Twist of fate: Middle East fund managers shy away from Turkey, warm up to Egypt
Middle East fund managers are highly reluctant to raise their equity allocations in Turkey due to the political turmoil and currency volatility since a corruption and bribery graft of unprecedented magnitude within the government was exposed on Dec. 17 of last year, but they are optimistic about Egypt, a recent Reuters survey has shown.
According to the survey of 15 leading investment managers conducted in the last 10 days, only 7 percent of fund managers in the Middle East expect to raise their equity allocations to Turkey, while 33 percent expect to reduce them.
The survey reveals that some Middle East fund managers have shifted money from the United Arab Emirates (UAE) to less richly valued markets, and 53 percent expect to increase their equity allocations to the Middle East over the next three months.
The survey also revealed great optimism about Egypt, even though its market has already jumped 61 percent since President Mohammed Morsi was ousted last July. Fifty-three percent of managers expect to raise their equity allocations to Egypt while only 7 percent expect to reduce them. Despite militant violence and pressure on state finances, investors are looking ahead to elections in Egypt this year which may help to stabilize politics and support an economic recovery.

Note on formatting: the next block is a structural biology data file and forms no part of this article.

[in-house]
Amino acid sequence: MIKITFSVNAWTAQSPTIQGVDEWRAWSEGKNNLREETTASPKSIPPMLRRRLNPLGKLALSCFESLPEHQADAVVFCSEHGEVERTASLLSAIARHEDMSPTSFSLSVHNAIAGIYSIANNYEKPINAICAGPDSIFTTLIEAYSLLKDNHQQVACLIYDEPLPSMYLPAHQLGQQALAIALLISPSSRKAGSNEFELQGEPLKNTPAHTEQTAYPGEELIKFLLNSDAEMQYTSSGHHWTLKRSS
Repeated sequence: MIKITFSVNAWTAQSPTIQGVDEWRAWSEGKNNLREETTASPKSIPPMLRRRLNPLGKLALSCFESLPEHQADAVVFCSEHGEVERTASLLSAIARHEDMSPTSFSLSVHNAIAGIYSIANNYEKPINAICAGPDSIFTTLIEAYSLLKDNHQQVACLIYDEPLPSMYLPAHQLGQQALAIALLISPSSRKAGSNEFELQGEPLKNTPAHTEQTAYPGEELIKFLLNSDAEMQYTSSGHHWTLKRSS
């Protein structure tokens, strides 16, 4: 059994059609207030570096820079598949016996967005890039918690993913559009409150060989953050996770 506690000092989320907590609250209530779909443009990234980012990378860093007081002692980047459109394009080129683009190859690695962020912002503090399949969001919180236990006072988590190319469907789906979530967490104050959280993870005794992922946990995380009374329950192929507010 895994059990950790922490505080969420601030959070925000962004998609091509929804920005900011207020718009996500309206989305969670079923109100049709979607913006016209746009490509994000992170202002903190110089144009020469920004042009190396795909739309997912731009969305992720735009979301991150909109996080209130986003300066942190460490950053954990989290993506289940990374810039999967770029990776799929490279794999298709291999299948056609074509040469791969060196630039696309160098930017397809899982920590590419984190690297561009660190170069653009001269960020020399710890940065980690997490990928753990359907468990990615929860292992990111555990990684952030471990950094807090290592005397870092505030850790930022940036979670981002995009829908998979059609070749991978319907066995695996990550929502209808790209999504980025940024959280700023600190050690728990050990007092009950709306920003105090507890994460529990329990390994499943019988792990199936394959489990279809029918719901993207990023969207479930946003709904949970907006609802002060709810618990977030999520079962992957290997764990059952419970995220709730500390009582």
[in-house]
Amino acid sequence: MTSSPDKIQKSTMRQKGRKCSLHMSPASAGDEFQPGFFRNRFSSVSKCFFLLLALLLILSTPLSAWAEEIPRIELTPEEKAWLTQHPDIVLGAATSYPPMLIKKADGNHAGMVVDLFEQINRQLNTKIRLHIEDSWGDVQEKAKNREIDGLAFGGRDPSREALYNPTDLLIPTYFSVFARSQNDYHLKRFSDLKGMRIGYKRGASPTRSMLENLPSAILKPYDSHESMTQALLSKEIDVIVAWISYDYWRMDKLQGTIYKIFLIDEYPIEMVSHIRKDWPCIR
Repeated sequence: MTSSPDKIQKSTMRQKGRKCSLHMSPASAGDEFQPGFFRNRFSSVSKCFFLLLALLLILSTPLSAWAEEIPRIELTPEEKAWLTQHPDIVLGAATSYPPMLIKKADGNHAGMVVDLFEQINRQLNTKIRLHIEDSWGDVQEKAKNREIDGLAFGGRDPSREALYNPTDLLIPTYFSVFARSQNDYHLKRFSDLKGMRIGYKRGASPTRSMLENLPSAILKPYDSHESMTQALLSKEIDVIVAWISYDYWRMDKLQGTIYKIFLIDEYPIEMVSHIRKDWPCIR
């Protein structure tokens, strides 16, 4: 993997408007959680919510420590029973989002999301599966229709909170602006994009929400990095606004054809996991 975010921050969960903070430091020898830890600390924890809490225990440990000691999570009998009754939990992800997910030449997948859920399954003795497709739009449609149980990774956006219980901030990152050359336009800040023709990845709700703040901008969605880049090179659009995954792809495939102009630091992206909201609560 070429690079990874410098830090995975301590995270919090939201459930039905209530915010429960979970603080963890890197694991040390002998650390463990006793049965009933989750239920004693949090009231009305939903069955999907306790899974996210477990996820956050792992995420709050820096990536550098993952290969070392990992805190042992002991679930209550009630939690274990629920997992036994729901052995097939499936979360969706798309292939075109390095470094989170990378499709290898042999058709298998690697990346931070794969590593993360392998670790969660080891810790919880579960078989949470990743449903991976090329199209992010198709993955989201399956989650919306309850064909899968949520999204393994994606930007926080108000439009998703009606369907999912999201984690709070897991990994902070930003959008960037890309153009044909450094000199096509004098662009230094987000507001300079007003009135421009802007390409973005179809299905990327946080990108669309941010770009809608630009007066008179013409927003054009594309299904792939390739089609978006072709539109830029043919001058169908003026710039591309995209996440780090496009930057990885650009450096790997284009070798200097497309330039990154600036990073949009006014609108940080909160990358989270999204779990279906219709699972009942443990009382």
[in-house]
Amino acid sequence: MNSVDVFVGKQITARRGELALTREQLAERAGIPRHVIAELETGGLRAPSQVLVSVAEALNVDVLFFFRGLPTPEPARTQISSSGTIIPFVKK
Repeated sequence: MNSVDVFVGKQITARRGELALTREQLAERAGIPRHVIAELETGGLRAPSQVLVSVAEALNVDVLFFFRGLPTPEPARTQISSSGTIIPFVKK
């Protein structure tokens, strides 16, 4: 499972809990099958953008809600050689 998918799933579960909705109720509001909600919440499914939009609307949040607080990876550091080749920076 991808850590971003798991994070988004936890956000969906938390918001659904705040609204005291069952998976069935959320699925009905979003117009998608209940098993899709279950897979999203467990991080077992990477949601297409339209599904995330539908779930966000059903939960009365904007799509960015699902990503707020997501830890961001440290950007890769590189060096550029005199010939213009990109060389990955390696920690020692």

On the morning of Dec. 17, Turkey woke up to a bribery and corruption operation in which simultaneous operations were launched in İstanbul and Ankara after an investigation that included allegations of land being illegal zoned, bribery and money laundering. The operations, which were carried out upon the orders of the İstanbul Public Prosecutor's Office, resulted in the arrests of 49 people, including Barış Güler, the son of former Interior Minister Muammer Güler, Salih Kaan Çağlayan, the son of former Economy Ministry Zafer Çağlayan, Abdullah Oğuz Bayraktar, the son of former Environment and Urban Planning Minister Erdoğan Bayraktar, businessman Ali Ağaoğlu, Iranian businessman Reza Zarrab, Halkbank General Director Süleyman Aslan and Fatih Municipality Mayor Mustafa Demir. Bayraktar and Aslan were subsequently released.
The Justice and Development Party (AK Party) government's poor management of the ongoing corruption investigation and the global impact of the US Fed's tapering accelerated the lira's slide, despite a massive interest rate hike by Turkey's central bank's on Jan. 28.